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Qaddafi’s Son Is Alive. And He Wants to Take Libya Back.

Qaddafi’s Son Is Alive. And He Wants to Take Libya Back.
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Qaddafi’s Son Is Alive. And He Wants to Take Libya Back.

Qaddafi’s Son Is Alive. And He Wants to Take Libya Back.

Kaber’s power arose out of the bank’s control over Libya’s oil revenues. He also oversees the payment of the country’s militias, who, despite their fratricidal wars and non-compliance with the law, have been in the payroll of the state since 2011. Libya now has the highest proportion of employees in the country. State in the world, Kaber told me. The problem started under Gaddafi, who destroyed the private sector and then bought social peace by handing out endless government jobs, many of which are no-shows. The state now spends so much on subsidies that gasoline is cheaper than water, which has made large-scale smuggling unstoppable. Sometimes the eastern branch of the central bank in Benghazi used ersatz Libyan dinars printed in Russia. “We made the decision not to accept these dinars, but then they were accepted in commercial banks,” Kaber told me. His position, he says wearily, is “absolutely unique.”

One of the big mysteries around Kaber is how he kept his job. No other major political figure has survived the decade since 2011. He has made a lot of enemies, but someone has always stepped in to protect him. Libyans will tell you it’s no mystery: Kaber has played his cards masterfully, handing out favors and selectively closing his eyes. He has the power to increase or minimize the gap between Libya’s official and black market exchange rates, which has at times been very large. By granting certain people access to the official rate, it can, in effect, make the new rich Libyans even richer. The bank has most likely presided over bogus import programs with fabricated letters of credit, according to Global Witness, a London-based non-governmental organization. On some occasions, Kaber admitted, large cash stores have simply disappeared. Even the head of the Libyan National Oil Corporation accused Kaber last year of wasting billions of dollars in oil money and allocating credits to “big cats”.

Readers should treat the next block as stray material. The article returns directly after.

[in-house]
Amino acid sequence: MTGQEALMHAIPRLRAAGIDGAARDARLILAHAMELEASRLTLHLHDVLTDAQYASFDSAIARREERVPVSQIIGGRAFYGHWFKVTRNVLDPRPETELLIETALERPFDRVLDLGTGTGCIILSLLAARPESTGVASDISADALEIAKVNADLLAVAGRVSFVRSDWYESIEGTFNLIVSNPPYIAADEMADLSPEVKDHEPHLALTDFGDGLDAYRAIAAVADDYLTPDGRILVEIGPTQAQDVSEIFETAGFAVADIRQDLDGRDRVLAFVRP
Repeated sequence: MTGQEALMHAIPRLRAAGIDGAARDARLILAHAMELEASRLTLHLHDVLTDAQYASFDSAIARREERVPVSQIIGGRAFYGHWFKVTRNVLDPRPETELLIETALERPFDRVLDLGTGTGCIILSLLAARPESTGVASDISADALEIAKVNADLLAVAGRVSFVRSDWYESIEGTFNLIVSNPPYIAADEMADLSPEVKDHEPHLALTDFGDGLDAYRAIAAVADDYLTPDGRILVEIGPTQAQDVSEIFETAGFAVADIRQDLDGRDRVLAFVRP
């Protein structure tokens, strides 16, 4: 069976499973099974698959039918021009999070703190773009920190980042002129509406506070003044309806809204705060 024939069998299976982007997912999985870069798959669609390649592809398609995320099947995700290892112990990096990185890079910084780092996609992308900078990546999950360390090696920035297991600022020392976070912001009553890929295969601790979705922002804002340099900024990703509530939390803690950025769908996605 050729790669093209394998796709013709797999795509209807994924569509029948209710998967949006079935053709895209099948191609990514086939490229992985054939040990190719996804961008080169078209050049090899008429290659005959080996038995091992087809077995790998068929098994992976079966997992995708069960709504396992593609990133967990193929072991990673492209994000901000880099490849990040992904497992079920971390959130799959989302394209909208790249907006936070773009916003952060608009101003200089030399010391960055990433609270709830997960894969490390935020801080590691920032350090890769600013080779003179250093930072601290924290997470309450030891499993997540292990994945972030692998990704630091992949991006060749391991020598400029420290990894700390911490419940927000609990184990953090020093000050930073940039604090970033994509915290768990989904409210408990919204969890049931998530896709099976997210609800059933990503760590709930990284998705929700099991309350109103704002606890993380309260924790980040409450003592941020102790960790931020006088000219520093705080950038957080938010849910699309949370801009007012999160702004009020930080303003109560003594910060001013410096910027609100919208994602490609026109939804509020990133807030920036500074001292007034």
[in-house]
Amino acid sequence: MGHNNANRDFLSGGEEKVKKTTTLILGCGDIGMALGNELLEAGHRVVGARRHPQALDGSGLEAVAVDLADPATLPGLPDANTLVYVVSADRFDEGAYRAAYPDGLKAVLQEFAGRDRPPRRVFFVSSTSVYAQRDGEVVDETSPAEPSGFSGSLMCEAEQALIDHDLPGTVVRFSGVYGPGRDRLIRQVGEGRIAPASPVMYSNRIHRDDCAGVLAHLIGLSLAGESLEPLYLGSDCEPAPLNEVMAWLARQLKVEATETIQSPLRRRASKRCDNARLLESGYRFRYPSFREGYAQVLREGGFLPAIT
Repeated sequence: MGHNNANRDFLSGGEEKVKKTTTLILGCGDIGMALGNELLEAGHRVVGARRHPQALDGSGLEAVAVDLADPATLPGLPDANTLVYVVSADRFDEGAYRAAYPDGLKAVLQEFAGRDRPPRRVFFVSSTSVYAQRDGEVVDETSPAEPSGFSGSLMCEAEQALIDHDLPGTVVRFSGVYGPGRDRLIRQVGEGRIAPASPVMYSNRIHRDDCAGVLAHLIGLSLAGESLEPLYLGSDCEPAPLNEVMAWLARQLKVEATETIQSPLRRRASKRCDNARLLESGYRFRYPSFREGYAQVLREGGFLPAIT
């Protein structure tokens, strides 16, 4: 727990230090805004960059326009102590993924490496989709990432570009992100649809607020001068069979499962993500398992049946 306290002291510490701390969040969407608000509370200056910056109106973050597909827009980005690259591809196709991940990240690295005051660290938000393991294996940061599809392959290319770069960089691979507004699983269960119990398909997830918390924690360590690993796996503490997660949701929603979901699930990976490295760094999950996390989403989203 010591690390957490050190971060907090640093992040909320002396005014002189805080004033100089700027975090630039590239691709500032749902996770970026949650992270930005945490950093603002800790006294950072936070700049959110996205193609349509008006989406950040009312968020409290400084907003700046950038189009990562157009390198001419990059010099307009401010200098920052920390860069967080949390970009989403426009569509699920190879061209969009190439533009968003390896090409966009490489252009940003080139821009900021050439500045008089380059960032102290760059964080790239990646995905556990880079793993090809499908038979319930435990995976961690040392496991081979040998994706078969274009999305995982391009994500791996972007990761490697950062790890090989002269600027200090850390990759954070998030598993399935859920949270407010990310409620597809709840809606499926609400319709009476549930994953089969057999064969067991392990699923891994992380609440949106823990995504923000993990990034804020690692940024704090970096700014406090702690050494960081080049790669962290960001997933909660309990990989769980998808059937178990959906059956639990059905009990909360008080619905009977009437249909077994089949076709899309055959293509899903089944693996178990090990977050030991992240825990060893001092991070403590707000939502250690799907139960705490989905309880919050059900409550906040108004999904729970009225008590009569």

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Kaber moved his family to Britain years ago. He then transferred them to Turkey, perhaps a better refuge now that some are asking him to face an account. There is no doubt that he is a wise man.

When I asked about the embezzlement accusations, Kaber told me that he had done nothing wrong and that the bank had taken action to combat money laundering and fraud. Yes, billions of dollars were gone. But with regard to the false papers that enabled these crimes, “the bank manager’s job is with the documents,” Kaber told me. “People at the border have the power to check them. A single man could not be held responsible for the failures of the country. The interview ended shortly after. He smiled politely before walking me back to his long office to say goodbye.

During our interviews, Seif has repeatedly reverted to the idea that Libya has not had a state since 2011. The various governments that have claimed power since then, he said, were in reality only men. armed in costume. “It is not in their interest to have a strong government,” he said. “This is why they are afraid of the elections. He continued, “They are against the idea of ​​a president. They are against the idea of ​​a state, of a government whose legitimacy comes from the people. The corollary could not have been clearer: Seif seems to believe that only he can represent the state for all Libyans.

This dynastic presumption is quite brazen, especially because Muammar al-Gaddafi prided himself on having transcended the idea of ​​a state. He praised his Libya as a jamahiriya, a coat rack with Arabic words for “masses” and “republic”. Perhaps Gaddafi’s most enduring crime has been his destruction of the country’s civic institutions. His erratic decrees have left Libyans in a constant state of fear for their lives and property. Its revolutionary committees were bands of fanatics who intimidated ordinary Libyans and could arrange to have them imprisoned at will. In 2011, there was constant confusion around the word “revolutionary”, because both rebels and loyalists identified themselves that way. Often their tactics were the same. In a sense, what happened in Libya after 2011 was not so much a revolution against Gaddafi as it was a replication of his methods at the local level. “Libya did not divide,” Ghassan Salamé, a Lebanese diplomat and former United Nations envoy to Libya, told me. “It imploded.”

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Over the past year, Libyans have been mesmerized by an atrocity that seemed to recapitulate all the worst aspects of the Gaddafi era. It took place in Tarhuna, a farming town about an hour’s drive southeast of the capital. After the ruling militia – led by the notorious Kani brothers – were driven out in June last year, residents began to find human remains near an olive grove on the outskirts of town. Search teams uncovered the bodies of 120 people, but more mass graves were quickly discovered and more than 350 families reported missing loved ones. The victims included women and children, some of whom were shot up to 16 times. As their stories emerged, a window opened to a strange reign of terror that spanned nearly eight years. No one did anything to stop the Kani, because they made themselves so useful to everyone in the Libyan political class, allying first with the political leaders in Tripoli, then with Hifter. Their reign transformed Tarhuna into a police state with echoes of that of the Gaddafi: six brothers put their mark on everything and terrorized their people, all in the name of the revolution.

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